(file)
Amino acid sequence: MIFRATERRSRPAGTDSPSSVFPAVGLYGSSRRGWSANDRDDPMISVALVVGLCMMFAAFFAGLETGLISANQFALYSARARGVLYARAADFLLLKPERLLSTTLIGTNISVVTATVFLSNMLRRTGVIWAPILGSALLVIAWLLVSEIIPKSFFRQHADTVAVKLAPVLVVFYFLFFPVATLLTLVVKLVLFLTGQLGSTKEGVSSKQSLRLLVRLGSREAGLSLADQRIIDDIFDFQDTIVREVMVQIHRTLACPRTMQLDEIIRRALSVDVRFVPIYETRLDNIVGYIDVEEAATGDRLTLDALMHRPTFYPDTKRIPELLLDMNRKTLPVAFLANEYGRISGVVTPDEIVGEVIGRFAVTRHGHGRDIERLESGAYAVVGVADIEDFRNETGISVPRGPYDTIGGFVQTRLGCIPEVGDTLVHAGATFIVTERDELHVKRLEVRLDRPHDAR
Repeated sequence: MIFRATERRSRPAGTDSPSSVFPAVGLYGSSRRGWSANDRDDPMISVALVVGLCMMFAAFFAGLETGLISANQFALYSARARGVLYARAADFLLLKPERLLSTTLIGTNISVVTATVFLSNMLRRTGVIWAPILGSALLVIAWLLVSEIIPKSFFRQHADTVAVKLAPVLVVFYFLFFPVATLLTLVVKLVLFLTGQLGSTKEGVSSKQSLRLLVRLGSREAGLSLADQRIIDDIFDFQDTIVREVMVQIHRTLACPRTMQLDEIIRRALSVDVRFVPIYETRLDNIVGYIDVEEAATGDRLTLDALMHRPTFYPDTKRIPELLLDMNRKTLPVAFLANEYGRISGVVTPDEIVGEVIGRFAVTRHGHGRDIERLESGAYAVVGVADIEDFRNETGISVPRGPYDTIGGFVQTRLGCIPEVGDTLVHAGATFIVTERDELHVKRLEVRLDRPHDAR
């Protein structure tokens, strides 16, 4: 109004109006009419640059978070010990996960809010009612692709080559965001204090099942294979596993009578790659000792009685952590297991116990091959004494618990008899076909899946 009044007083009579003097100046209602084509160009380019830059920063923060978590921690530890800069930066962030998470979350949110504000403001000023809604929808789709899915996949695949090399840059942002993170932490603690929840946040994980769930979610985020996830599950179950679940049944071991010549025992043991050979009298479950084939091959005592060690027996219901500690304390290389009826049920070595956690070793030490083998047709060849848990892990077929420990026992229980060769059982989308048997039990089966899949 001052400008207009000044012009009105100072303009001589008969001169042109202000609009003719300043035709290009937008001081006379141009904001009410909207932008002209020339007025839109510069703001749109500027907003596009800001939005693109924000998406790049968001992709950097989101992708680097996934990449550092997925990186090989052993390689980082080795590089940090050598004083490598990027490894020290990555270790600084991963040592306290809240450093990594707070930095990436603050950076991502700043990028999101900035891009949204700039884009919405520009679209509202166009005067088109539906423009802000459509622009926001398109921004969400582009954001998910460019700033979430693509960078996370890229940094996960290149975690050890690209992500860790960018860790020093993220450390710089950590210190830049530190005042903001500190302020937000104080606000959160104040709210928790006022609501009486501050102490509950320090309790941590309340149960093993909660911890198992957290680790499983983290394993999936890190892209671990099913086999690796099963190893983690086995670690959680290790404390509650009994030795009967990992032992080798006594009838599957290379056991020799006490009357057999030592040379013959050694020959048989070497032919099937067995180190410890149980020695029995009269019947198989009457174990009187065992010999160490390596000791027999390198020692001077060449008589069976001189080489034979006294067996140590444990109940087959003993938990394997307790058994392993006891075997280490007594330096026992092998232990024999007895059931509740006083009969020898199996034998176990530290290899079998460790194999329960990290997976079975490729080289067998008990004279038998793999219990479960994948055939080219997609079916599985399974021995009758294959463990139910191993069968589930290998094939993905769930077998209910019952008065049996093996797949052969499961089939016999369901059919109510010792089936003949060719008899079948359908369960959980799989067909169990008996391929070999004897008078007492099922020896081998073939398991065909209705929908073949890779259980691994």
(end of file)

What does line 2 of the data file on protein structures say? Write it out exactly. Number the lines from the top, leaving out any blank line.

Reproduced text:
Repeated sequence: MIFRATERRSRPAGTDSPSSVFPAVGLYGSSRRGWSANDRDDPMISVALVVGLCMMFAAFFAGLETGLISANQFALYSARARGVLYARAADFLLLKPERLLSTTLIGTNISVVTATVFLSNMLRRTGVIWAPILGSALLVIAWLLVSEIIPKSFFRQHADTVAVKLAPVLVVFYFLFFPVATLLTLVVKLVLFLTGQLGSTKEGVSSKQSLRLLVRLGSREAGLSLADQRIIDDIFDFQDTIVREVMVQIHRTLACPRTMQLDEIIRRALSVDVRFVPIYETRLDNIVGYIDVEEAATGDRLTLDALMHRPTFYPDTKRIPELLLDMNRKTLPVAFLANEYGRISGVVTPDEIVGEVIGRFAVTRHGHGRDIERLESGAYAVVGVADIEDFRNETGISVPRGPYDTIGGFVQTRLGCIPEVGDTLVHAGATFIVTERDELHVKRLEVRLDRPHDAR